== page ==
‘Oh! And you can take these three pieces of stick with you,’ added the gentleman politely, ‘and say, if you please, that they come from Mr Alfred Lammle, with his compliments on leaving England. Mr Alfred Lammle. Be so good as not to forget the name.’
The three pieces of stick were three broken and frayed fragments of a stout lithe cane. Miss Jenny taking them wonderingly, and the gentleman repeating with a grin, ‘Mr Alfred Lammle, if you’ll be so good. Compliments, on leaving England,’ the lady and gentleman walked away quite deliberately, and Miss Jenny and her crutch-stick went up stairs. ‘Lammle, Lammle, Lammle?’ Miss Jenny repeated as she panted from stair to stair, ‘where have I heard that name? Lammle, Lammle? I know! Saint Mary Axe!’
With a gleam of new intelligence in her sharp face, the dolls’ dressmaker pulled at Fledgeby’s bell. No one answered; but, from within the chambers, there proceeded a continuous spluttering sound of a highly singular and unintelligible nature.
‘Good gracious! Is Little Eyes choking?’ cried Miss Jenny.
Pulling at the bell again and getting no reply, she pushed the outer door, and found it standing ajar. No one being visible on her opening it wider, and the spluttering continuing, she took the liberty of opening an inner door, and then beheld the extraordinary spectacle of Mr Fledgeby in a shirt, a pair of Turkish trousers, and a Turkish cap, rolling over and over on his own carpet, and spluttering wonderfully.
‘Oh Lord!’ gasped Mr Fledgeby. ‘Oh my eye! Stop thief! I am strangling. Fire! Oh my eye! A glass of water. Give me a glass of water. Shut the door. Murder! Oh Lord!’ And then rolled and spluttered more than ever.
Hurrying into another room, Miss Jenny got a glass of water, and brought it for Fledgeby’s relief: who, gasping, spluttering, and rattling in his throat betweenwhiles, drank some water, and laid his head faintly on her arm.
‘Oh my eye!’ cried Fledgeby, struggling anew. ‘It’s salt and snuff. It’s up my nose, and down my throat, and in my wind-pipe. Ugh! Ow! Ow! Ow! Ah—h—h—h!’ And here, crowing fearfully, with his eyes starting out of his head, appeared to be contending with every mortal disease incidental to poultry.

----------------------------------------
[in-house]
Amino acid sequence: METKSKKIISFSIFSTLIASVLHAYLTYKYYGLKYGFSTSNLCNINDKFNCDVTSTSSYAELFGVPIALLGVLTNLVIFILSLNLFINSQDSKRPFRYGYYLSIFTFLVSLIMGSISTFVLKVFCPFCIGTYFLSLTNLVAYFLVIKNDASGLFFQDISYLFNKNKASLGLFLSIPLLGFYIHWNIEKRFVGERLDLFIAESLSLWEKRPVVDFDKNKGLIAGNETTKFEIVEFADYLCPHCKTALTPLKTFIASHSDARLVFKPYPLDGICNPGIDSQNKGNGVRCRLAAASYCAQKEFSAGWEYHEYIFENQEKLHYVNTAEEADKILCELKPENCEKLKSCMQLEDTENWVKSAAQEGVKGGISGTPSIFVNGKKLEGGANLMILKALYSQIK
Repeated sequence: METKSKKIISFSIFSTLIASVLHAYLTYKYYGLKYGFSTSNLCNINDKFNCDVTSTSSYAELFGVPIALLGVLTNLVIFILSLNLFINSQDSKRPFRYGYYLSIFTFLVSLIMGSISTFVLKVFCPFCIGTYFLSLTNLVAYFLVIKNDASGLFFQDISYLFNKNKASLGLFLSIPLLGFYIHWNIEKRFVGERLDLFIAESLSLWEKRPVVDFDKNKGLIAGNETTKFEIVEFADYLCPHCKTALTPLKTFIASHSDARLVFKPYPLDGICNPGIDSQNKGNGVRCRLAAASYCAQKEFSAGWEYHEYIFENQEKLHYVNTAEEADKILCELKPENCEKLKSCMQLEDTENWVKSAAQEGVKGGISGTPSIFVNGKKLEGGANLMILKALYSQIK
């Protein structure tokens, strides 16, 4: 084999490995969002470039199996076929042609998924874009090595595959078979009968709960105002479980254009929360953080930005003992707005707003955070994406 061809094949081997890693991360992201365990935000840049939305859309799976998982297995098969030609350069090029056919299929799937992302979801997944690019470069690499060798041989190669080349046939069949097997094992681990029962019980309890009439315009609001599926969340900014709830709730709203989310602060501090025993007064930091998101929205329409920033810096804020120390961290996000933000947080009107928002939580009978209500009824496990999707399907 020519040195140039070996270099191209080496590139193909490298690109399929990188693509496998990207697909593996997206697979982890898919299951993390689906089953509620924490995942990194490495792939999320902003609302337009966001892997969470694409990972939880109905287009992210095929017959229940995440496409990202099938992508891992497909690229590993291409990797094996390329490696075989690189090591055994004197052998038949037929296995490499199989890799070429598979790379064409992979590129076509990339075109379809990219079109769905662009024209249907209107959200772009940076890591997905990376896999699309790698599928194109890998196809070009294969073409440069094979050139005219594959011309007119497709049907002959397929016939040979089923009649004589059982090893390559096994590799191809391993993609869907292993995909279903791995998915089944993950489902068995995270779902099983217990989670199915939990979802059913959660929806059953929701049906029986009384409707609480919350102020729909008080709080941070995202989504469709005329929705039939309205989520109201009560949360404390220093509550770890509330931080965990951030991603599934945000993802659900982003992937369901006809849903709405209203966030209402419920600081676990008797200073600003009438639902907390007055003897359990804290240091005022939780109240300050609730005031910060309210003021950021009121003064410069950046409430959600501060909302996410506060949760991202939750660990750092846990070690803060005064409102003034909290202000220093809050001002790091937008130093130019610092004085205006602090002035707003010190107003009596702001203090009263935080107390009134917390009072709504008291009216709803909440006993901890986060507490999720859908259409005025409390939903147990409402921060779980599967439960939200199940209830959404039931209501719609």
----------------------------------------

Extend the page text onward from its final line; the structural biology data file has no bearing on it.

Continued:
‘And Oh my Eye, I’m so sore!’ cried Fledgeby, starting, over on his back, in a spasmodic way that caused the dressmaker to retreat to the wall. ‘Oh I smart so! Do put something to my back and arms, and legs and shoulders. Ugh! It’s down my throat again and can’t come up. Ow! Ow! Ow! Ah—h—h—h! Oh I smart so!’ Here Mr Fledgeby bounded up, and bounded down, and went rolling over and over again.
The dolls’ dressmaker looked on until he rolled himself into a corner with his Turkish slippers uppermost, and then, resolving in the first place to address her ministration to the salt and snuff, gave him more water and slapped his back. But, the latter application was by no means a success, causing Mr Fledgeby to scream, and to cry out, ‘Oh my eye! don’t slap me! I’m covered with weales and I smart so!’
However, he gradually ceased to choke and crow, saving at intervals, and Miss Jenny got him into an easy-chair: where, with his eyes red and watery, with his features swollen, and with some half-dozen livid bars across his face, he presented a most rueful sight.
‘What ever possessed you to take salt and snuff, young man?’ inquired Miss Jenny.
‘I didn’t take it,’ the dismal youth replied. ‘It was crammed into my mouth.’
‘Who crammed it?’ asked Miss Jenny.
‘He did,’ answered Fledgeby. ‘The assassin. Lammle. He rubbed it into my mouth and up my nose and down my throat—Ow! Ow! Ow! Ah—h—h—h! Ugh!—to prevent my crying out, and then cruelly assaulted me.’
‘With this?’ asked Miss Jenny, showing the pieces of cane.
‘That’s the weapon,’ said Fledgeby, eyeing it with the air of an acquaintance. ‘He broke it over me. Oh I smart so! How did you come by it?’
‘When he ran down stairs and joined the lady he had left in the hall with his hat’—Miss Jenny began.